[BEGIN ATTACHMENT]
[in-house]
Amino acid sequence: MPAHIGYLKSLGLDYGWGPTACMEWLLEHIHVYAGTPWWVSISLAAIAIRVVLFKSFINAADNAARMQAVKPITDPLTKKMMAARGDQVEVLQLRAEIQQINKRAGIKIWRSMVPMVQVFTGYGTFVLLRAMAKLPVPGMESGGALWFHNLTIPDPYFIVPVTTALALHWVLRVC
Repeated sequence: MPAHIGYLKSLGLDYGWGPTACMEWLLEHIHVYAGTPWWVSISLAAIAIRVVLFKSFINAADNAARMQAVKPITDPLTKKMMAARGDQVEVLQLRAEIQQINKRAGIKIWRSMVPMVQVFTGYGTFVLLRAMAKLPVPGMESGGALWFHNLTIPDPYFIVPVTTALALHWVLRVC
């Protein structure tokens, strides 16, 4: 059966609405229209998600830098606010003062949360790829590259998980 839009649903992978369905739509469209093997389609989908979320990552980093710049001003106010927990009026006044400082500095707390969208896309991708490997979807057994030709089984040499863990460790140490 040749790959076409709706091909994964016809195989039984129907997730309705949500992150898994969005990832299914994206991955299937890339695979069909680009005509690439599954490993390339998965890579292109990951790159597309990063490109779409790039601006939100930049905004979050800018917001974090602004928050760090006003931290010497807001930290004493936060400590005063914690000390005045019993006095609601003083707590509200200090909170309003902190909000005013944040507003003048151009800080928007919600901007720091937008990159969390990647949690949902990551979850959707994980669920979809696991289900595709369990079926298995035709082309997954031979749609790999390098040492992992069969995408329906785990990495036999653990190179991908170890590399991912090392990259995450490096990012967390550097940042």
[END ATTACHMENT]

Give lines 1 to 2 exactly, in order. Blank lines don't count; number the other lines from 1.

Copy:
[in-house]
Amino acid sequence: MPAHIGYLKSLGLDYGWGPTACMEWLLEHIHVYAGTPWWVSISLAAIAIRVVLFKSFINAADNAARMQAVKPITDPLTKKMMAARGDQVEVLQLRAEIQQINKRAGIKIWRSMVPMVQVFTGYGTFVLLRAMAKLPVPGMESGGALWFHNLTIPDPYFIVPVTTALALHWVLRVC